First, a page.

> You're suggesting I switch my mind and SCM state to this newly spotted thing, fix it, submit it and then come back?
I do this a lot. I have written, reverted and rewritten code sometimes even 5 times before I have been able to commit what I originally was planning to do (yes, I also create patches/branches when suitable). Some might think that I wasted a lot of time there, but every time I wrote the code, I learned something knew that allowed me to make better decisions.
> And even if it goes perfectly, have I been spending my time wisely? Was that newly spotted bug a high priority, urgent job, or a low priority, non time-critical job?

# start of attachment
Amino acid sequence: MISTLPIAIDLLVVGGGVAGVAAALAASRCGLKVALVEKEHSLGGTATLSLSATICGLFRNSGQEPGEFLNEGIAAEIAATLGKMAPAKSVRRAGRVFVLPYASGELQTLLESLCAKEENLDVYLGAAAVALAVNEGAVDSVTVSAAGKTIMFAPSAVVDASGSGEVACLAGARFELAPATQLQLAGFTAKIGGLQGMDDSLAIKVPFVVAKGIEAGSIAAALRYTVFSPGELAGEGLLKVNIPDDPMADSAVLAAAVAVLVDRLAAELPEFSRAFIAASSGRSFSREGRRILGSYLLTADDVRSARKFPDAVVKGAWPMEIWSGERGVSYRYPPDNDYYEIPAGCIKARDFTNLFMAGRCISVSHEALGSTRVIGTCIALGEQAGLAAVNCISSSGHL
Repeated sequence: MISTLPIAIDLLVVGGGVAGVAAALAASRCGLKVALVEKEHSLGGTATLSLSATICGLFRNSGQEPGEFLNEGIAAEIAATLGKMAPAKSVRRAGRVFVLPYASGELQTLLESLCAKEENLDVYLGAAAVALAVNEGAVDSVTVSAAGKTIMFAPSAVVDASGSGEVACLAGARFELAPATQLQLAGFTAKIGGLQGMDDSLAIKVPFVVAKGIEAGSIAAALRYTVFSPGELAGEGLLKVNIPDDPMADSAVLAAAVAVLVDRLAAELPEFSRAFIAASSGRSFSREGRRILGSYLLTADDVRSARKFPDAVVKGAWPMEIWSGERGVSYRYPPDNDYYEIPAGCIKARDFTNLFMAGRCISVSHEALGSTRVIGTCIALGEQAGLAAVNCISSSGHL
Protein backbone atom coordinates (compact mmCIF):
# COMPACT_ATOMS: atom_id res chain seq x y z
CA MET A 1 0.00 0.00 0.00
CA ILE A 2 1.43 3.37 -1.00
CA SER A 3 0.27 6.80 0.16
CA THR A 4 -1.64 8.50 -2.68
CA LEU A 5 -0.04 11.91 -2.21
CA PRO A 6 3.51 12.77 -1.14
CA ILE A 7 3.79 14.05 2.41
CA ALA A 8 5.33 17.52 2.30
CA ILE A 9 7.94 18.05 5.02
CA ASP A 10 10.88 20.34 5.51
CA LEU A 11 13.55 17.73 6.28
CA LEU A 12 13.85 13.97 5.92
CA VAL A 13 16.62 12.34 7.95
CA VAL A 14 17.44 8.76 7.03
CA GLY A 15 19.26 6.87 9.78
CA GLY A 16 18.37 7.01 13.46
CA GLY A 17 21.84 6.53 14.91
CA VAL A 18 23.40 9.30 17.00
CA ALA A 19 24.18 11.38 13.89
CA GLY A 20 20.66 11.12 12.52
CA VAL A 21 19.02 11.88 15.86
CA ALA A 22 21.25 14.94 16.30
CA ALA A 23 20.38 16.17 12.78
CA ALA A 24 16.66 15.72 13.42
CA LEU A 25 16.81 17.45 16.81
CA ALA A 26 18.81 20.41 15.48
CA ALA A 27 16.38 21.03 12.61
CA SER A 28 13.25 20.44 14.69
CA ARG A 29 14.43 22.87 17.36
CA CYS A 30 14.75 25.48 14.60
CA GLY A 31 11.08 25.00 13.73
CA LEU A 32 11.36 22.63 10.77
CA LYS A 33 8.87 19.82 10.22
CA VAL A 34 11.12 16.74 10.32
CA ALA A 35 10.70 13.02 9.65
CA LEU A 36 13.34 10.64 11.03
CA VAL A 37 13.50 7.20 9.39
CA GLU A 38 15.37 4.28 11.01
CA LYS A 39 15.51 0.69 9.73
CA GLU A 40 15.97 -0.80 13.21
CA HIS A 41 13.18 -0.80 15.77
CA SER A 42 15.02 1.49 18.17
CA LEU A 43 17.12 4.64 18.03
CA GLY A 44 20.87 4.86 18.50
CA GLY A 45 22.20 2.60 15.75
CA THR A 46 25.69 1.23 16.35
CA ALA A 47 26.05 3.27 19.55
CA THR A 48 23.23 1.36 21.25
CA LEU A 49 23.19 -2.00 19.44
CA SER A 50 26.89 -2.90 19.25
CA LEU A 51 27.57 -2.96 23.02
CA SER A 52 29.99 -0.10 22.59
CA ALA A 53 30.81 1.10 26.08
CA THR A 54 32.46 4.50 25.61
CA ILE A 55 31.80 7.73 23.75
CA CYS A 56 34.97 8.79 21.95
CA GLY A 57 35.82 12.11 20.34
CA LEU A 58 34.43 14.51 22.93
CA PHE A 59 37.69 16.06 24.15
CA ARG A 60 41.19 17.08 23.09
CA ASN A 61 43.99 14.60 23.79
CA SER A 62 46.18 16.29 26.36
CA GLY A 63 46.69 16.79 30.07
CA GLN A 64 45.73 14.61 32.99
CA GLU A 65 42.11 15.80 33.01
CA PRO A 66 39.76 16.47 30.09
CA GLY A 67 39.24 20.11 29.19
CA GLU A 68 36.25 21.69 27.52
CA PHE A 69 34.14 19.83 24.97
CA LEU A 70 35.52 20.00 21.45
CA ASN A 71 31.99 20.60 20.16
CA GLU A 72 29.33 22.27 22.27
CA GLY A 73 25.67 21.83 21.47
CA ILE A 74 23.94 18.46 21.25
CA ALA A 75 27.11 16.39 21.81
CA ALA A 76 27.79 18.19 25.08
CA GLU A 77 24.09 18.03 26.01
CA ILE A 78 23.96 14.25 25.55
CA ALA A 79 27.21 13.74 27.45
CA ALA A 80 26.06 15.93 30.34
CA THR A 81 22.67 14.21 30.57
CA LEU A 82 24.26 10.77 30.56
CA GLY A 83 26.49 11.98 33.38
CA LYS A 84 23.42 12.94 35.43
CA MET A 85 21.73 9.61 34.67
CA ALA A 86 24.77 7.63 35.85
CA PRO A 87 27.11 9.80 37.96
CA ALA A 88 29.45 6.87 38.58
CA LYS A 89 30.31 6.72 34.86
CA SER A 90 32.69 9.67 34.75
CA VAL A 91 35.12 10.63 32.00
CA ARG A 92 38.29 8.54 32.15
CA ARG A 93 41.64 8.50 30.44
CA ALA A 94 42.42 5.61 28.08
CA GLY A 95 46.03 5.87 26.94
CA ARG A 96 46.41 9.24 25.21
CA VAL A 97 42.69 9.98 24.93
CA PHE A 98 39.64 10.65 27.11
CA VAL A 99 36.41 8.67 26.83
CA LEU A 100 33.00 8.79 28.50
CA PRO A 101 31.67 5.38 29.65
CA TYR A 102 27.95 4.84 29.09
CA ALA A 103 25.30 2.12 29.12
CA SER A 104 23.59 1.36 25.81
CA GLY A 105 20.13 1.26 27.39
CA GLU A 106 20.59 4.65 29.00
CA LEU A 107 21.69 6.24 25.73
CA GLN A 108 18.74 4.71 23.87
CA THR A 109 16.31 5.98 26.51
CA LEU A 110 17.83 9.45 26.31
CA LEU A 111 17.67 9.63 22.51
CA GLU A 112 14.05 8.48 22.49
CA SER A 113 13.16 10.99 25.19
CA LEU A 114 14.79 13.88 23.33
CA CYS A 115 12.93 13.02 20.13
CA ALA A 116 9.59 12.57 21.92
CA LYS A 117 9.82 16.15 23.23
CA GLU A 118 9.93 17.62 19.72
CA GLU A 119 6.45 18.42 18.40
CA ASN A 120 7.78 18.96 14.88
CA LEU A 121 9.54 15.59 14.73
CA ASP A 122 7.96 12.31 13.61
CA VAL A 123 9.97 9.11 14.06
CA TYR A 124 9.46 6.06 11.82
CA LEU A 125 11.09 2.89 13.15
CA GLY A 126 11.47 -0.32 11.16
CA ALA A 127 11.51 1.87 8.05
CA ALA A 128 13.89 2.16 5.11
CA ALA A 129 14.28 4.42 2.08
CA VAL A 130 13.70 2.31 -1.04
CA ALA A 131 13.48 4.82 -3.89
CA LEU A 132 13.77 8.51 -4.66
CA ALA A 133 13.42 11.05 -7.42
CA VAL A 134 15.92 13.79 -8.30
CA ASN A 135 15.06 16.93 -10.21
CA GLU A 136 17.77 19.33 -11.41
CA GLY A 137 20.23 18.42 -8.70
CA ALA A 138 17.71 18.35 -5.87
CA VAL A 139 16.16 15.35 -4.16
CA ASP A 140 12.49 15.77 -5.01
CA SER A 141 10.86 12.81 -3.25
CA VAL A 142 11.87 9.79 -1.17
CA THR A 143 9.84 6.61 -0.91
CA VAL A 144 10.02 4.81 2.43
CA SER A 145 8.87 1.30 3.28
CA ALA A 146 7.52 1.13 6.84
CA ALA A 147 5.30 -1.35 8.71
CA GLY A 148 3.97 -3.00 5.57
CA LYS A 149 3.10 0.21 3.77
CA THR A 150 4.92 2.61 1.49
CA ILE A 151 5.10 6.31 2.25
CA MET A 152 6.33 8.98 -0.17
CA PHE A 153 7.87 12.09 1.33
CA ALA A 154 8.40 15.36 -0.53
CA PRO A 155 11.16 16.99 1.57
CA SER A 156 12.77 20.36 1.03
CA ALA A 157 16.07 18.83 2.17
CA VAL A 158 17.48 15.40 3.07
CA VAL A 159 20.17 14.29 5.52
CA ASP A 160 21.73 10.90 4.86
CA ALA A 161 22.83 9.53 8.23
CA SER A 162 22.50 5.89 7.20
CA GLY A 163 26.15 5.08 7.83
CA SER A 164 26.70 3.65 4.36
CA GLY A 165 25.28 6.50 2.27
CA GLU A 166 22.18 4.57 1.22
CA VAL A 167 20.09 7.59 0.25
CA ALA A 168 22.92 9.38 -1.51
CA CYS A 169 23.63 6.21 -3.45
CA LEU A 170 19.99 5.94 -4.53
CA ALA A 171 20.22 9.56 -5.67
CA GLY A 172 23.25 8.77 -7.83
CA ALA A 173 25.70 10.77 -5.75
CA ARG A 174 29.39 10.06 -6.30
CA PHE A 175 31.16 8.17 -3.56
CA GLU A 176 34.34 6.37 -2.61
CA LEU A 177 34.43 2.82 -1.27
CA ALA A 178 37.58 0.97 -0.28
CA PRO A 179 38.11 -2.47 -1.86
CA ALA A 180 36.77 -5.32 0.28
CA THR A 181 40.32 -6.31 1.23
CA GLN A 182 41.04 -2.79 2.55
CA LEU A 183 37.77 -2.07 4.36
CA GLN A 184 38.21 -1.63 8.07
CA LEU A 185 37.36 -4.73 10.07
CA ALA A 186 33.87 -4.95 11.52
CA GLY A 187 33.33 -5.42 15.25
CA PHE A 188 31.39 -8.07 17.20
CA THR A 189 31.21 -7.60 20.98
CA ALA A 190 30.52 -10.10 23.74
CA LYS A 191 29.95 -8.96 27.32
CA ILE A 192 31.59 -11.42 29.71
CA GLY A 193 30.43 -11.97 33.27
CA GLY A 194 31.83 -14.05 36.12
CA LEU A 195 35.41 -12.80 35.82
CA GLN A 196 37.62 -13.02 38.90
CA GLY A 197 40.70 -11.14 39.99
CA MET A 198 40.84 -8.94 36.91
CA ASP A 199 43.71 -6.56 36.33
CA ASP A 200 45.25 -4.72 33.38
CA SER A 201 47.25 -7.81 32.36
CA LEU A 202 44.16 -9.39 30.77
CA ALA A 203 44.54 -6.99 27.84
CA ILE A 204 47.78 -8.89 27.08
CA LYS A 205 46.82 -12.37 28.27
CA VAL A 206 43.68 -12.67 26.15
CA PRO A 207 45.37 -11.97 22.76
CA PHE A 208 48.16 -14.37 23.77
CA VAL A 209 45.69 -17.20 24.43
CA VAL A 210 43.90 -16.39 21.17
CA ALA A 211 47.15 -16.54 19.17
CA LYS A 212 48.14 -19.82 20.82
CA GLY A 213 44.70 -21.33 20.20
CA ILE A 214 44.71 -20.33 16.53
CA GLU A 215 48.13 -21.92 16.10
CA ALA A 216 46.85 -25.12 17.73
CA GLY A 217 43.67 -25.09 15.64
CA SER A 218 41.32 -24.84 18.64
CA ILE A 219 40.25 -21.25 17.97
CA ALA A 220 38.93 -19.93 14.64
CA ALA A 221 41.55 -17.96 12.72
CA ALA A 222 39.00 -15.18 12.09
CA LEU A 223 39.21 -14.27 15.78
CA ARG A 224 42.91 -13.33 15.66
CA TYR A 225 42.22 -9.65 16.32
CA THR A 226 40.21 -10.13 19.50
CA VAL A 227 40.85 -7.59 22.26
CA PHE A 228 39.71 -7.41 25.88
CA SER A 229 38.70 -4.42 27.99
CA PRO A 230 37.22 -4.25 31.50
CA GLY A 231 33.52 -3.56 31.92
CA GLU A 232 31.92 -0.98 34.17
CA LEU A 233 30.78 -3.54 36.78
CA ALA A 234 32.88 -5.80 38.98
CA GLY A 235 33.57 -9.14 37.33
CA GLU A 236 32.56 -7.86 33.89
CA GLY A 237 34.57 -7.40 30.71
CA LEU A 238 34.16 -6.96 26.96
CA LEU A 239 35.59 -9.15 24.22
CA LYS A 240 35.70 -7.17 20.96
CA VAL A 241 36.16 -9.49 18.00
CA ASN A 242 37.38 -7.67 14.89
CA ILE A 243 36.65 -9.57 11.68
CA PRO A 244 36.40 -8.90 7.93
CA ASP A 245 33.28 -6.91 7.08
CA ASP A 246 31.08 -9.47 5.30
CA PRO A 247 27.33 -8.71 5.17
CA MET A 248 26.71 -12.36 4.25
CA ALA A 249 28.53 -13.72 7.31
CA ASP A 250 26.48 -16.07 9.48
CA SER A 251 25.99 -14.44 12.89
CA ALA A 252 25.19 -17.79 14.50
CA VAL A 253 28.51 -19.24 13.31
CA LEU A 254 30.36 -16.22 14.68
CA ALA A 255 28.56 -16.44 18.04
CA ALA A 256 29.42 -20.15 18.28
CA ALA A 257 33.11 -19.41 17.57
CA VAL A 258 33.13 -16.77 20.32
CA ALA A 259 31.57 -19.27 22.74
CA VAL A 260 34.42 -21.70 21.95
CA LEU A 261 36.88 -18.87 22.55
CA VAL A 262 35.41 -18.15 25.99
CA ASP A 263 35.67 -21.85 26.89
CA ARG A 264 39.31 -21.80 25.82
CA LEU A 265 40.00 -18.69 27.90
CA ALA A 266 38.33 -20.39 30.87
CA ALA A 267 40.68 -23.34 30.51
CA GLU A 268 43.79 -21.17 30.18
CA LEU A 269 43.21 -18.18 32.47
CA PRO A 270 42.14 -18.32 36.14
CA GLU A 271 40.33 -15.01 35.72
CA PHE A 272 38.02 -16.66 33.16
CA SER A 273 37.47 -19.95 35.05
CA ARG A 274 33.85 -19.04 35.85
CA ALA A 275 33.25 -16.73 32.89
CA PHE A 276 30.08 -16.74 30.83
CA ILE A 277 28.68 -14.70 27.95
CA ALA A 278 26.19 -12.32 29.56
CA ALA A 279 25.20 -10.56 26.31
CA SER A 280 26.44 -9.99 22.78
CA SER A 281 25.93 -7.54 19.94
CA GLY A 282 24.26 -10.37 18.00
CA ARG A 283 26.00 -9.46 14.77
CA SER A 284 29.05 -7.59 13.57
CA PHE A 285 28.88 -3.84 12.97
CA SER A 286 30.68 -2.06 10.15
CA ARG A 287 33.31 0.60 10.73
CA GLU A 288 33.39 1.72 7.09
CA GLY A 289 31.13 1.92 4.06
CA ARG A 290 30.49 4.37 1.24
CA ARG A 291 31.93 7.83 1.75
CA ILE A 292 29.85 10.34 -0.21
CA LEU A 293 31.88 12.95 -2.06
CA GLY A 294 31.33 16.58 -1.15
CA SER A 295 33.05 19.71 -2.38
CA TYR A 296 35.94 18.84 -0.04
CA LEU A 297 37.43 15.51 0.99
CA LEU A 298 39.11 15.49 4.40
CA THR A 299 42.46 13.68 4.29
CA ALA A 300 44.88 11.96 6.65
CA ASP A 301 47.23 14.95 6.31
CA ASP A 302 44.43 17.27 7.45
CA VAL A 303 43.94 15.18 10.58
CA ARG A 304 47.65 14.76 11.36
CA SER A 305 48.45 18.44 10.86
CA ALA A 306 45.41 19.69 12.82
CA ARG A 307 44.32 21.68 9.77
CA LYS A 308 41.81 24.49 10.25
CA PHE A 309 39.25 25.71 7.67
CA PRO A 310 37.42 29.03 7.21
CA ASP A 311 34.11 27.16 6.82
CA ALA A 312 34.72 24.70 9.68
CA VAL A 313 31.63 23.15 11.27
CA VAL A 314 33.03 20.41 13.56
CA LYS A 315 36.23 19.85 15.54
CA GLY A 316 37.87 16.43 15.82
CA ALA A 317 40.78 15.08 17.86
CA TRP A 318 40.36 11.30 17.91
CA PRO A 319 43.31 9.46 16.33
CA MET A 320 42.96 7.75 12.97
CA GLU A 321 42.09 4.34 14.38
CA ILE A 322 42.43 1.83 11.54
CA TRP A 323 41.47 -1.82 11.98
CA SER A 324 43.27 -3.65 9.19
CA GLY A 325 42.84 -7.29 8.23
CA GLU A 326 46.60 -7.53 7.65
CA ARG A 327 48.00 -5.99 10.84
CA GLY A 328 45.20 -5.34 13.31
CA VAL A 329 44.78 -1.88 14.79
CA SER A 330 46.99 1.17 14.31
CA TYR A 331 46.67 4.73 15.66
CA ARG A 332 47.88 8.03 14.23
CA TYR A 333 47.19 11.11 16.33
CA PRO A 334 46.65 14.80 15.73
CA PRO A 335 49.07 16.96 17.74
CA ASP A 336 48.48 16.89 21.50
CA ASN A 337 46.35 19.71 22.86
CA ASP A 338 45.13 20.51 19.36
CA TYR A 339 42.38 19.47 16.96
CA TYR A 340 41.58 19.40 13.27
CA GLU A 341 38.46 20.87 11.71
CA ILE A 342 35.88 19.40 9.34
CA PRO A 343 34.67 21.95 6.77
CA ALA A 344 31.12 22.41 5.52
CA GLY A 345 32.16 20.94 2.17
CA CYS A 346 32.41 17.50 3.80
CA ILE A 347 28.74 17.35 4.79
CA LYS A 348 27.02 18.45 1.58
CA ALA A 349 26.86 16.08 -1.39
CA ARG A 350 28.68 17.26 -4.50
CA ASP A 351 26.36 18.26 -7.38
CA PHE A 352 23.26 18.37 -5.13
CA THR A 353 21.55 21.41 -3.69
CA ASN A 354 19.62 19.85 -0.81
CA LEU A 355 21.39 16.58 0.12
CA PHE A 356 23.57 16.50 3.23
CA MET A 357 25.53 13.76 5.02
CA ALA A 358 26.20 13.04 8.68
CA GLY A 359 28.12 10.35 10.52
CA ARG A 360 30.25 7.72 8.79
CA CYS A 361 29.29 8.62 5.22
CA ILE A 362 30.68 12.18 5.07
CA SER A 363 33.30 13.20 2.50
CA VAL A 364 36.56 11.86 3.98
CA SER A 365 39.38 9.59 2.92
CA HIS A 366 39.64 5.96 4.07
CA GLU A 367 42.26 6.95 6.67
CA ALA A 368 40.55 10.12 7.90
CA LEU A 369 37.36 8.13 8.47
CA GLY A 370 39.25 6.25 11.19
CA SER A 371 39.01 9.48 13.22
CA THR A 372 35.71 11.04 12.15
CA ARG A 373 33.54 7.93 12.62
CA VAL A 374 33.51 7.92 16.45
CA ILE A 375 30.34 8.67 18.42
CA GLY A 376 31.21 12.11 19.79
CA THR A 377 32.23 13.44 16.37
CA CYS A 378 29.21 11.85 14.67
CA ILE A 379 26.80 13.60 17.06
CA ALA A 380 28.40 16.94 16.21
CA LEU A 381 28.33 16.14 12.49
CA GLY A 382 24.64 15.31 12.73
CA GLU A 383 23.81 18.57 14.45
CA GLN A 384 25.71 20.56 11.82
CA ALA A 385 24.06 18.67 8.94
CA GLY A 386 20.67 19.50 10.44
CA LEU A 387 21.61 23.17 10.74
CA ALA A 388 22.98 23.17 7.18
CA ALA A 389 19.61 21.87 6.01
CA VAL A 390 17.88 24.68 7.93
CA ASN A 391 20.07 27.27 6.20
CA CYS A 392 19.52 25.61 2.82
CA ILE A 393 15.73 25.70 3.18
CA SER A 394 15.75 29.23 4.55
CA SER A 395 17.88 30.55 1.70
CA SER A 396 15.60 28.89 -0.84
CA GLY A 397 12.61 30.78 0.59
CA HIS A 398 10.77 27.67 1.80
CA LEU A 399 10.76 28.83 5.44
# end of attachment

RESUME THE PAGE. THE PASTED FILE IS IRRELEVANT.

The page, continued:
I have seen people spending weeks trying to fix a bug that was caused by a low priority bug they saw instantly, but didn't fix, because they wanted to fix the high priority bug first.
Quite often, fixing something that is very low priority can save millions of dollars for the project, but no-one can see the cost, because it is so well hidden. E.g. every time you add a new text, you have to write it into 4 different files, and sometimes it is forgotten and thus time is wasted both for writing it and then finding&fixing the bug it caused. This is a common hidden cost, caused by a low priority bug (duplication in source code, usually not even marked in the project bug tracker).
If you only fix what is the most important, be sure that you know what it is.